Daniel C. Peterson, “Review of Mormonism: The Prophet, the Book and the Cult, by Peter Bartley,” pg. 31-55: The book under review is a classic anti-Mormon book, and responding to such polemical books with equally polemical reviews is likely what served to shape the image of “classic FARMS.” In this review, Peterson discusses others in the Americas during Book of Mormon times, Hebrew in Pre-Columbian America, Pre-Columbian Mesoamerican cities, and weaponry and warfare in the Book of Mormon and Mesoamerica, and translation issues.
David A. Palmer, “Review of The Land of the Nephites, by Delbert W. Curtis,” pg. 67-73: While the book by Curtis is not particularly influential today (though, unfortunately, it is not entirely irrelevant either), Book of Mormon geography is an ever present topic of debate, and those wishing to enter the foray ought to familiarize themselves with ground already tread. While not presenting the ultimate “key” to evaluating Book of Mormon geographies, as Clark set out to do in the first volume of the Review, Palmer’s review does provide a useful summary of the criteria he sets out in more detail in his book, and a short synopsis of the archeology of New York with a brief explanation as to why it does not fit the Book of Mormon description of peoples and cultures.
Daniel B. McKinlay, “Review of A Hermeneutic of Sacred Texts: Historicism, Revisionism, Positivism, and the Bible and Book of Mormon, by Alan Goff,” pg. 86-95: McKinlay provides the reader with a short summary and evaluation of Goff’s master thesis, a much appreciated glimpse since the thesis is even to this day not widely available. According to McKinlay, Goff challenges notions of revisionism and positivism and their naturalistic assumptions, questions the possibility of “objectivity,” and speaks of the need to be up front about implicit assumptions. Goff also tries to apply various hermeneutic approaches to the Book of Mormon and yields various insights into stories like the stealing of the dancing Lamanite daughters (Mosiah 20), Nephi’s broken bow (1 Nephi 16), and the exodus, flood, and creation motifs of 1 Nephi.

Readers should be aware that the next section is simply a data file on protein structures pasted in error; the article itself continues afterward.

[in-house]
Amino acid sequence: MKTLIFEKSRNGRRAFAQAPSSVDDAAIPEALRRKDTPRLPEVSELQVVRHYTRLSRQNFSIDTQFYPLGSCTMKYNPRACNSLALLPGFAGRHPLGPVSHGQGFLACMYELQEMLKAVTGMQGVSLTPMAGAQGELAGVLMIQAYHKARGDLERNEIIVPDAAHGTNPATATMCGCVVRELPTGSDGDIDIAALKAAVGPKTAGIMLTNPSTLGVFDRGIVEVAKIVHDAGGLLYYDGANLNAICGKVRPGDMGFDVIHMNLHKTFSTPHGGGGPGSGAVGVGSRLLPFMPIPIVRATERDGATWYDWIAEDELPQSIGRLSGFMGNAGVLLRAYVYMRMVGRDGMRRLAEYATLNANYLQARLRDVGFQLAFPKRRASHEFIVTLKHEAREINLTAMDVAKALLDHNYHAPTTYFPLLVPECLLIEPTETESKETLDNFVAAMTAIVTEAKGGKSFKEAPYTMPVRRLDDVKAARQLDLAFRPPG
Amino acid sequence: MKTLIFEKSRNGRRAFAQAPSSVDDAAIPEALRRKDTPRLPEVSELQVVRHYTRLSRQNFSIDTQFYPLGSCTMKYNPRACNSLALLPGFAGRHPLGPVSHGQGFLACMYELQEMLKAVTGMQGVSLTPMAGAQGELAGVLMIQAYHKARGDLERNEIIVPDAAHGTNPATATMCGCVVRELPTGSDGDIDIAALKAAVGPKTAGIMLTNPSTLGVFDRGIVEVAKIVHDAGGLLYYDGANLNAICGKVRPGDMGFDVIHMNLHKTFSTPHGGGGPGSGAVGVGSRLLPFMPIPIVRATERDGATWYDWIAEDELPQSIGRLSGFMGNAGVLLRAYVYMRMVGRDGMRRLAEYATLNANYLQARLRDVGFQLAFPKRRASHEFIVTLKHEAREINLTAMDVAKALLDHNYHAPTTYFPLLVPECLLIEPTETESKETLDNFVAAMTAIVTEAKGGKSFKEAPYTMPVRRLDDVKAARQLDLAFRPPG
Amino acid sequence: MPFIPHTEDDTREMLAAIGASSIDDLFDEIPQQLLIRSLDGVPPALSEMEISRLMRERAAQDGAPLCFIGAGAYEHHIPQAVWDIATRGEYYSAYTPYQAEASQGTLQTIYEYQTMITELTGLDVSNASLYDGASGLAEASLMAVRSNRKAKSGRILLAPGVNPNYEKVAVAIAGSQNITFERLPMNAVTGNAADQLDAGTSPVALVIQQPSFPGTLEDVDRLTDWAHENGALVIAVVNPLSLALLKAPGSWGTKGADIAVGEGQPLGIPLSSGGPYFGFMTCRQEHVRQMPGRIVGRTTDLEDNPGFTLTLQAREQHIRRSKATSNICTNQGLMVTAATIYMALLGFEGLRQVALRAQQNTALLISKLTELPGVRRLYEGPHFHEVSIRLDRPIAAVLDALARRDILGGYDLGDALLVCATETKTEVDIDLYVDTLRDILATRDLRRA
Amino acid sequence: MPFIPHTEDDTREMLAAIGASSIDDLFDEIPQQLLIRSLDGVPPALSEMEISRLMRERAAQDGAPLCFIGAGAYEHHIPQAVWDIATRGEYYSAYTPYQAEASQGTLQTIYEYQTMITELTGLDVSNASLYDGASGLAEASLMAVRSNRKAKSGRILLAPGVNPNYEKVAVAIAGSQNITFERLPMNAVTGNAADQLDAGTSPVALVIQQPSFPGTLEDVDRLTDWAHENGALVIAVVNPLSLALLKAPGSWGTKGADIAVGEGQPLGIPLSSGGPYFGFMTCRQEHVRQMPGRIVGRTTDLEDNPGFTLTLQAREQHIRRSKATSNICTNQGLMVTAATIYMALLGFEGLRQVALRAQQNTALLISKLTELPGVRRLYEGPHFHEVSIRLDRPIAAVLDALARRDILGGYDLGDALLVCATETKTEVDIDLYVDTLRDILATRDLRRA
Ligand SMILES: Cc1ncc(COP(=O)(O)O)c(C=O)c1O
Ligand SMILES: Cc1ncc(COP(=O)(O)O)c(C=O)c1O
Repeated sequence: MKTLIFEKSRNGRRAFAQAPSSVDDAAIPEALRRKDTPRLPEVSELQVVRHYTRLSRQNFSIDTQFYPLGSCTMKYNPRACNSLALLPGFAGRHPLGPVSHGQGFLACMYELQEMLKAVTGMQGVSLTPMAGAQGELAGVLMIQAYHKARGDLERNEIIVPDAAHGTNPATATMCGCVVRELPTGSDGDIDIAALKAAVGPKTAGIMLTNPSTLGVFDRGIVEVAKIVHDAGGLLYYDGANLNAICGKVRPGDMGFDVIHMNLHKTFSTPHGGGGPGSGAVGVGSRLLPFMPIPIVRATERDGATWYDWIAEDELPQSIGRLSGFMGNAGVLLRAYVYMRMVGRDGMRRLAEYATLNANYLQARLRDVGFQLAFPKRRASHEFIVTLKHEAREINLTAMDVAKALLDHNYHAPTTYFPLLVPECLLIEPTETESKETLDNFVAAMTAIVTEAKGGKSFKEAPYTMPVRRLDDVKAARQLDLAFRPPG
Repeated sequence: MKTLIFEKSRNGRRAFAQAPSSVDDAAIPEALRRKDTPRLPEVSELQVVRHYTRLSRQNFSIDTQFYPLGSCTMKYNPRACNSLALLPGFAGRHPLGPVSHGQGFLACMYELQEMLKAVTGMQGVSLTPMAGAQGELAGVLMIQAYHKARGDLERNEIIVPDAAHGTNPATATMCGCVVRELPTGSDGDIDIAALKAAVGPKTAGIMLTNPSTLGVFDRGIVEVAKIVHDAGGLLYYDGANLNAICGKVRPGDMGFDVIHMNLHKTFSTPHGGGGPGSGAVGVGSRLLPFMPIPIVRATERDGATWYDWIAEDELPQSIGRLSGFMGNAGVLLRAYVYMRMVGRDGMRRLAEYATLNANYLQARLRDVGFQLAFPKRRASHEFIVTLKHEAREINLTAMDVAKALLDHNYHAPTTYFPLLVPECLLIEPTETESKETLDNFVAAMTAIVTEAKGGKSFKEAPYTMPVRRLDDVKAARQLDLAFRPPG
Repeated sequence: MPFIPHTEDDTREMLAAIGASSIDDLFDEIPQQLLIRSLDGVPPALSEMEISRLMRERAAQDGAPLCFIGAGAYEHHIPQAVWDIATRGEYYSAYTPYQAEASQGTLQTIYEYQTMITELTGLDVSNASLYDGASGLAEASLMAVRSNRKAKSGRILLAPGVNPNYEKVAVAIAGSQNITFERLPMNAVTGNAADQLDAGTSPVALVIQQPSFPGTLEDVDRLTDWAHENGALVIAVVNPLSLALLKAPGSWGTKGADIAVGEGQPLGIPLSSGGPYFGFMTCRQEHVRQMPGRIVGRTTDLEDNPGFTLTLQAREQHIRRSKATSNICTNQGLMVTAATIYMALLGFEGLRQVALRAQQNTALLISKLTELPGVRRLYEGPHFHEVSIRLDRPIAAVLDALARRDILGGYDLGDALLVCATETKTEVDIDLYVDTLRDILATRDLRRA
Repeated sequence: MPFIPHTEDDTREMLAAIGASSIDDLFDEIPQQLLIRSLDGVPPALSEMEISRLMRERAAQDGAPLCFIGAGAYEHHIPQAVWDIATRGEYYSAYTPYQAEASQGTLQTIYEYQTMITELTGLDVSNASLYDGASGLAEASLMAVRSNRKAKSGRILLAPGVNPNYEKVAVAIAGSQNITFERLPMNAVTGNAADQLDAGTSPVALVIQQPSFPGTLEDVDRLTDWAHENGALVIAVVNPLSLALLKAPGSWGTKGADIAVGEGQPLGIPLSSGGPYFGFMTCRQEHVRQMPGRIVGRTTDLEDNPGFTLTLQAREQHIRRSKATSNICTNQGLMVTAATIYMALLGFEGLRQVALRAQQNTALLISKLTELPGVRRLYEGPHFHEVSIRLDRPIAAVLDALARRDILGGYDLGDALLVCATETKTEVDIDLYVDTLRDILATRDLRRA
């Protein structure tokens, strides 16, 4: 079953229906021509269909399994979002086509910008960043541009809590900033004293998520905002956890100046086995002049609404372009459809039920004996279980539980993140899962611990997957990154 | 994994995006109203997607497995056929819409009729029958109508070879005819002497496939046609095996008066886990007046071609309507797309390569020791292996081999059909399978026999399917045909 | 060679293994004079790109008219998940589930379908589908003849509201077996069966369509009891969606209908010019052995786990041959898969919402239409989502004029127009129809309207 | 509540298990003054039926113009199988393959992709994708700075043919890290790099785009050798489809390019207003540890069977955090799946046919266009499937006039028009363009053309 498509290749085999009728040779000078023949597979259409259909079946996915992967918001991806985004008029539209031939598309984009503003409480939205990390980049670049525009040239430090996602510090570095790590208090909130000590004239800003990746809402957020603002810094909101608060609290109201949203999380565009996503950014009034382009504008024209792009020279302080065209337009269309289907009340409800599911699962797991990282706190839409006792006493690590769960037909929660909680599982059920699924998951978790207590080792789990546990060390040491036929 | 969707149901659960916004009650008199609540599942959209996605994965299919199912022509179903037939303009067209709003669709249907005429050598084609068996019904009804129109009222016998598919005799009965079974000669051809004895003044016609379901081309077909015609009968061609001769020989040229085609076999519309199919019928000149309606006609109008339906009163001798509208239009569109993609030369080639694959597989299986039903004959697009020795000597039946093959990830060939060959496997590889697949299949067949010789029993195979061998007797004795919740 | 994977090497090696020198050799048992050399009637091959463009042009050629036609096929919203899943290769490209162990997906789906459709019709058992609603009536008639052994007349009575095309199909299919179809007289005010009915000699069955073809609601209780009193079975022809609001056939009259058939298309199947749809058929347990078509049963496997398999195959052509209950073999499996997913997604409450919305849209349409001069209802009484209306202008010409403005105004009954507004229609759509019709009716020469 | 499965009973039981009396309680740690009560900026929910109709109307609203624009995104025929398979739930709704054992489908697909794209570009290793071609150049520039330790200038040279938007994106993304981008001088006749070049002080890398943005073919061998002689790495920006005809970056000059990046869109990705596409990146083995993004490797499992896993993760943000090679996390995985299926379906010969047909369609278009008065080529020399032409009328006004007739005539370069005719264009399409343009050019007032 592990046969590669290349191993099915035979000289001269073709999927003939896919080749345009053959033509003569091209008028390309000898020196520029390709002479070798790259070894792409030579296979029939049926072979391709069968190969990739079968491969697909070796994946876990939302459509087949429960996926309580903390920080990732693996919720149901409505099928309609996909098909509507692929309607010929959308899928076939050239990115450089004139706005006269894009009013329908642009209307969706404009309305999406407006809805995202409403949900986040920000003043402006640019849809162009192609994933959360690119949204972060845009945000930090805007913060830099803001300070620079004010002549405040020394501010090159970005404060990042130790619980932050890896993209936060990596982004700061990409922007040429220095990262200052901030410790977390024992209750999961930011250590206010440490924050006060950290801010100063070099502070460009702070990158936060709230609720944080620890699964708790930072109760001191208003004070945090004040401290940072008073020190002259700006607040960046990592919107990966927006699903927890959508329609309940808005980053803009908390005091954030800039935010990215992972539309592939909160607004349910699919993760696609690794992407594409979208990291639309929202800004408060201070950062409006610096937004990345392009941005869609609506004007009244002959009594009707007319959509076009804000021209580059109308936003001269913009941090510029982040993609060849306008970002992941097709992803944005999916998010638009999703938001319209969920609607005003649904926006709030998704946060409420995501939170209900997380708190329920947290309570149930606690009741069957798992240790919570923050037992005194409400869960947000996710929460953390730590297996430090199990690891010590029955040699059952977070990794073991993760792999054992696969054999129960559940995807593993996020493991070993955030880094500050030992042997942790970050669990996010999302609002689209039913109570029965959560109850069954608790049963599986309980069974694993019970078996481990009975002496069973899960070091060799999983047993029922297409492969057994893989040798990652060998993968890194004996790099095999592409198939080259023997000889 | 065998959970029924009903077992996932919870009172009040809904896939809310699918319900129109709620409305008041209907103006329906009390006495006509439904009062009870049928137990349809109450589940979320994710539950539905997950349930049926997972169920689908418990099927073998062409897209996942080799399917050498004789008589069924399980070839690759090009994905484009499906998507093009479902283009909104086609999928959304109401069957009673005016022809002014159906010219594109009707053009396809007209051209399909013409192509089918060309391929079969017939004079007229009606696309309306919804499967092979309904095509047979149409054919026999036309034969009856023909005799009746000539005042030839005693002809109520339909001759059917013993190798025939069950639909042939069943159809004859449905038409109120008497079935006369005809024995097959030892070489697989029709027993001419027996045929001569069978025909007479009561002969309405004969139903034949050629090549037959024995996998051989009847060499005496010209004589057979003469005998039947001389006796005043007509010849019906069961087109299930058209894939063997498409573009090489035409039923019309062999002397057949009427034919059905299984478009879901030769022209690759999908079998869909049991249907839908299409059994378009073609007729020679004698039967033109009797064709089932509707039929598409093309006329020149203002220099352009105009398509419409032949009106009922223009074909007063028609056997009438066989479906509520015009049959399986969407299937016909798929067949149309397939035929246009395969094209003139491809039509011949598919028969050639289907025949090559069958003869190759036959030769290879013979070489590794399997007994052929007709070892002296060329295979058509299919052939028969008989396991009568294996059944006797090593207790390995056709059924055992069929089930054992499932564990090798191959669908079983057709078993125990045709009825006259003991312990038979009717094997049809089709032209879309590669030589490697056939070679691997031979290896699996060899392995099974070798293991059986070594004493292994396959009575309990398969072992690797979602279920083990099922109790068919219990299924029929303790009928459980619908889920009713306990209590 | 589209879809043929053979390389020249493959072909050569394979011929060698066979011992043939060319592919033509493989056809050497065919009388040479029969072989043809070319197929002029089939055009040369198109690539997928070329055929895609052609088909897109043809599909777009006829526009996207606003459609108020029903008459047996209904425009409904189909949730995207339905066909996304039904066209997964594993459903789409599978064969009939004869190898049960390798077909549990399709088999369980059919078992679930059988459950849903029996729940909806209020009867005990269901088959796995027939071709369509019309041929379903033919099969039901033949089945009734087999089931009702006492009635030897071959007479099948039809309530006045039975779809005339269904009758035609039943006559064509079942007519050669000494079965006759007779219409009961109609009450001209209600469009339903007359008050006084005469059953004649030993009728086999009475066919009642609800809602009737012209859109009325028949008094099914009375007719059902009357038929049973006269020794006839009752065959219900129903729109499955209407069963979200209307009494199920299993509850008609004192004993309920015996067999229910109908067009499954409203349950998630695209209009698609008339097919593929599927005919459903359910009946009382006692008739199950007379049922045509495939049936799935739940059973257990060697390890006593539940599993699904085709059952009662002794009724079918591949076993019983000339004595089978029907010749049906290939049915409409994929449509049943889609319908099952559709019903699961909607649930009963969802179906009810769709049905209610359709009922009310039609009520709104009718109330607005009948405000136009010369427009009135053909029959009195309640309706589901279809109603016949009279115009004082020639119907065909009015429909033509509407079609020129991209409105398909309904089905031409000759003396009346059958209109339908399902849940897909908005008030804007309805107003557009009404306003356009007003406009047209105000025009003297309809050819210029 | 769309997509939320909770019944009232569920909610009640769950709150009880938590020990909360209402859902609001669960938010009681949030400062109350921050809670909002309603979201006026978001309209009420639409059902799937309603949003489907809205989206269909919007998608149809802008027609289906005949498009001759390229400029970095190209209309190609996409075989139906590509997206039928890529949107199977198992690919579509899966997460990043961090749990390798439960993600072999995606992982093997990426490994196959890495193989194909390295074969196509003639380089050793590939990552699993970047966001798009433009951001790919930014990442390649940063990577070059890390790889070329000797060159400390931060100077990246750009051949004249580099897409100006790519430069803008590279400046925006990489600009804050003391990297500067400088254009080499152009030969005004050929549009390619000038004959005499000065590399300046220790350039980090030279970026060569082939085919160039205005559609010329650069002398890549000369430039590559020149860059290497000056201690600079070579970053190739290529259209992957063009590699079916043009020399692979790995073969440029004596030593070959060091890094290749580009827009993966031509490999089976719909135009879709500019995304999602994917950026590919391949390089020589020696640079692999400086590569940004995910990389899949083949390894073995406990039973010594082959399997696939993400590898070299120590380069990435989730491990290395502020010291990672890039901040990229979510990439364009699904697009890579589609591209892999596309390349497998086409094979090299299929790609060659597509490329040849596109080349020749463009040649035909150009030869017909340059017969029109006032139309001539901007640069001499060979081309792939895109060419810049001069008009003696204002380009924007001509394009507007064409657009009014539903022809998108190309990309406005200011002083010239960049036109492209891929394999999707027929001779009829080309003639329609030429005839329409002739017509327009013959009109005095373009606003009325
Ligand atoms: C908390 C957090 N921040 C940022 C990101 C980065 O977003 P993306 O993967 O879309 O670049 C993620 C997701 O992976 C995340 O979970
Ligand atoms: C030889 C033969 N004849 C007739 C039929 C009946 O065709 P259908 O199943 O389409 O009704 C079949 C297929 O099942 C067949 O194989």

John Gee, “Review of By Grace Are We Saved,by Robert Millet,” pg. 100-106: Gee gives an overwhelmingly positive review of Millet’s book, but more fascinating for our purposes is Gee’s exercise in definitions for the Greek term charis, commonly translated as “grace.” Gee notes that there is a wide variety of definitions, and points out over 40 of them. With such wide variance of the meaning, the common Evangelical arguments about what it means to be “saved by grace” are seriously undercut. It simply cannot be said that “saved by grace” means doing nothing in conjunction with that.
William J. Hamblin, “Time Vindicates Hugh Nibley,” a review of Hugh Nibley, An Approach to the Book of Mormon, THE COLLECTED WORKS OF HUGH NIBLEY: Volume 6 (Salt Lake City/Provo, UT: Deseret Book/FARMS, 1988), pg. 119-127: Hamblin comments on a number points in which Nibley proved to be ahead of his time, making claims about the ancient Near Eastern world during the era in which the Book of Mormon emerges which were then (the mid to late ’80s) gaining acceptance among scholars. Hamblin also draws attention to both the strengths and weaknesses of Nibley’s methodology.